“I believe the monkeys’ increasing numbers may be due to the availability of easy pickings that human activities provide them in the form of garden vegetables, fruit trees, scattered chicken feed, bird feeders and kitchen waste.

“It may seem as if their numbers are increasing, but the opposite may be true because in previous times a large troop was easily 100 monkeys, but today a troop of 25 animals is considered large.”

Durow believes there are humane methods of deterring monkeys which may take time to implement.

These would include darting and relocating, fencing off crops, and only sterilising the alpha male monkeys.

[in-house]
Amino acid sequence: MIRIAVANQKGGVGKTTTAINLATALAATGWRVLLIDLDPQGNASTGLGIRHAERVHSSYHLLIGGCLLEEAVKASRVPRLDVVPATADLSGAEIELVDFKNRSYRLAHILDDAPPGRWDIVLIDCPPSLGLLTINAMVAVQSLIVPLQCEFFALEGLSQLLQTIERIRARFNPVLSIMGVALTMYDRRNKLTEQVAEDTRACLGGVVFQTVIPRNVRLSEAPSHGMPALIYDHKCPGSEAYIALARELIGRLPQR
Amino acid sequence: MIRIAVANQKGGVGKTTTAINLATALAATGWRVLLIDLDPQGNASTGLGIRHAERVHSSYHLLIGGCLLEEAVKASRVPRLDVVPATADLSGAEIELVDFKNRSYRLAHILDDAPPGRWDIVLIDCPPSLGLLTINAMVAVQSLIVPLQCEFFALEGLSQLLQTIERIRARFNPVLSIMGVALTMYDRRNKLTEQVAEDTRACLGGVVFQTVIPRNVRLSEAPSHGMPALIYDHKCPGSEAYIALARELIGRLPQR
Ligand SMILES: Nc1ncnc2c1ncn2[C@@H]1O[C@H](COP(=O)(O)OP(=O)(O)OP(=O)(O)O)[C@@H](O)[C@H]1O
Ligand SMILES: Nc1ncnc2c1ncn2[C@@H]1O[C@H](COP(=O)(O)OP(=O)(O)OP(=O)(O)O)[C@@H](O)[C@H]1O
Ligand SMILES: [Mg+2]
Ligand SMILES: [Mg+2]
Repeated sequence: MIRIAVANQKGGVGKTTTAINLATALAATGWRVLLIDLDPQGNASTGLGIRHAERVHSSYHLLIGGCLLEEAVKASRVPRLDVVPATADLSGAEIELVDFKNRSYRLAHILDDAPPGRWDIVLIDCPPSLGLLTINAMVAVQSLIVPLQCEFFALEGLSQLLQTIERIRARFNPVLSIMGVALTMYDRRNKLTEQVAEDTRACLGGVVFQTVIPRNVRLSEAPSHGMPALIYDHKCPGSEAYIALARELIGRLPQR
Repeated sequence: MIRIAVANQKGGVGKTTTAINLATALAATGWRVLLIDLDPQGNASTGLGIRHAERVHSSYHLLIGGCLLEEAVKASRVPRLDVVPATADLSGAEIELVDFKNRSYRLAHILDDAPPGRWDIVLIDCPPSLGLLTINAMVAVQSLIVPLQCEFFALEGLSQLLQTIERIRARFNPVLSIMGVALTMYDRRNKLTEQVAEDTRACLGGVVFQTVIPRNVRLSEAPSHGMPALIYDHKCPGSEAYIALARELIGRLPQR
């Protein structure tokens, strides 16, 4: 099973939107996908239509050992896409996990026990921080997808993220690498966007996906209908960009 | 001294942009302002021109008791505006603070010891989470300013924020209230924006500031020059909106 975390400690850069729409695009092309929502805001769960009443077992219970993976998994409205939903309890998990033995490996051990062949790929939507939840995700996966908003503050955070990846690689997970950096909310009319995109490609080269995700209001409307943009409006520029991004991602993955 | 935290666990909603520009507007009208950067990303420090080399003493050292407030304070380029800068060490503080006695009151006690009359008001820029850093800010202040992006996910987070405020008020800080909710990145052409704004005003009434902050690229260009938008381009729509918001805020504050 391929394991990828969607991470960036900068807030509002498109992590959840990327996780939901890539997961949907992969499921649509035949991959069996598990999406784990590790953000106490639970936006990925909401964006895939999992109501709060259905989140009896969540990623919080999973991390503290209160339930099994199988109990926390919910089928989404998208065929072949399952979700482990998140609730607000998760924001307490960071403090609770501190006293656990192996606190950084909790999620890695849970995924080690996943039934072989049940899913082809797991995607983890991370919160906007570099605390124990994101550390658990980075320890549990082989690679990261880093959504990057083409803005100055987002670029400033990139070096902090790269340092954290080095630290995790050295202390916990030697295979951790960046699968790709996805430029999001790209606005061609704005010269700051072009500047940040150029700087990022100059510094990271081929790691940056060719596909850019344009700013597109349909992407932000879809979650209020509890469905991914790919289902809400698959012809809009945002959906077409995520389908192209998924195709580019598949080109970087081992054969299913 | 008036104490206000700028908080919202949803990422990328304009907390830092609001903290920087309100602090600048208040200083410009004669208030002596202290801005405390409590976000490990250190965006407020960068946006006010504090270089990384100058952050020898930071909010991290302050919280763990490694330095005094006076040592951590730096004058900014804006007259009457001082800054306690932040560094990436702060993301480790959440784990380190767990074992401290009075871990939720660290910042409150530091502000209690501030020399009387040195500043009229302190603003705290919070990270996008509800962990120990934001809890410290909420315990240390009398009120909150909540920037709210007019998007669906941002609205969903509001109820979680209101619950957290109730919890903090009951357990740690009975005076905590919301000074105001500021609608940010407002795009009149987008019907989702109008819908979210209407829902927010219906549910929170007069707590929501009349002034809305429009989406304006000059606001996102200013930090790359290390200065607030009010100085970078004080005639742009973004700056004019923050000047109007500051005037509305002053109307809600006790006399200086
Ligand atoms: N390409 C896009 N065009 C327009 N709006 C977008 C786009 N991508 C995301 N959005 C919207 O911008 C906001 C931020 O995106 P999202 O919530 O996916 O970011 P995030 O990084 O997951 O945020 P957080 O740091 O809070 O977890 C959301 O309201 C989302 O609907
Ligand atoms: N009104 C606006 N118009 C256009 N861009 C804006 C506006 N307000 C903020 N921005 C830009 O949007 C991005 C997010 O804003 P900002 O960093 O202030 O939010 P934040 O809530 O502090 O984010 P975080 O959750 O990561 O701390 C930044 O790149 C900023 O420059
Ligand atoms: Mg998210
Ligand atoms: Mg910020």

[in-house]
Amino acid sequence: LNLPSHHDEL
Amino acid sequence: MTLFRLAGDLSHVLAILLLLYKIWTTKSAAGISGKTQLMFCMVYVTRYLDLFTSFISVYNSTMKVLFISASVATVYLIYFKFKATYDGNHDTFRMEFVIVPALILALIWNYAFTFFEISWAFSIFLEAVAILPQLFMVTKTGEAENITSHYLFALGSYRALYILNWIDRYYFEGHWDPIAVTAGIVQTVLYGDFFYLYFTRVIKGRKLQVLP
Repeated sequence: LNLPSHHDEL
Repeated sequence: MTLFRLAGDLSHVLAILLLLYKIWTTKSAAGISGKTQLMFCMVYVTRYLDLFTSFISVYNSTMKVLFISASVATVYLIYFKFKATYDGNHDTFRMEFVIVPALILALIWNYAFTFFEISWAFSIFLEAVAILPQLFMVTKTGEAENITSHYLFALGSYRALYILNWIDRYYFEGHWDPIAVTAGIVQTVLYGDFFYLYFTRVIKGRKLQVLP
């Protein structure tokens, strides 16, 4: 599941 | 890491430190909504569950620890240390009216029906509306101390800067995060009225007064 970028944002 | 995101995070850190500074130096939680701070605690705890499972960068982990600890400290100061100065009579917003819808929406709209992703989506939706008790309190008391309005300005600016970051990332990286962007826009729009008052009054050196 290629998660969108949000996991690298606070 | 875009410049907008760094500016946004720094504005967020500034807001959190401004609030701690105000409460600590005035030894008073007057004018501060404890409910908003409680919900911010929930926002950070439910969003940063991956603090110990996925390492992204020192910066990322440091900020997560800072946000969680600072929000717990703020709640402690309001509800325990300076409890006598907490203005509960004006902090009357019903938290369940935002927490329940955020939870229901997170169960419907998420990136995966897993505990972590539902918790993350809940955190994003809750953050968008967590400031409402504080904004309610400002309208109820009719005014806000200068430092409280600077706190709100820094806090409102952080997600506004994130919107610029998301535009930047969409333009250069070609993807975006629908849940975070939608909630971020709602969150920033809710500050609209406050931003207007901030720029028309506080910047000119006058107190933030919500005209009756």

Shesh Roberts of the Tumbili Vervet Monkey Sanctuary does not believe that vervet monkeys cause damage to the ecosystem.

“We have a prolific birdlife on our farm — from our beautiful paradise flycatchers, pied wagtails, the exquisite malachite sunbirds, red bishops, pin-tailed whydahs and, again, even though we have monkeys and 12 dogs, harmony abounds.

“Our birds of prey are plentiful and breeding well — our breeding pair of fish eagles have bred successfully since we arrived here and we also enjoy the variety of owls, bats and chameleons and bush babies.”

A conservation officer from Ezemvelo, who wished not be named, said that permits have to be issued for monkeys that are kept in cages and it is a policy to not issue any more of these permits.

He said that people who own licensed guns may shoot monkeys on their own properties as long as they do not live in a defined conservancy area.

• trish.beaver@witness.co.za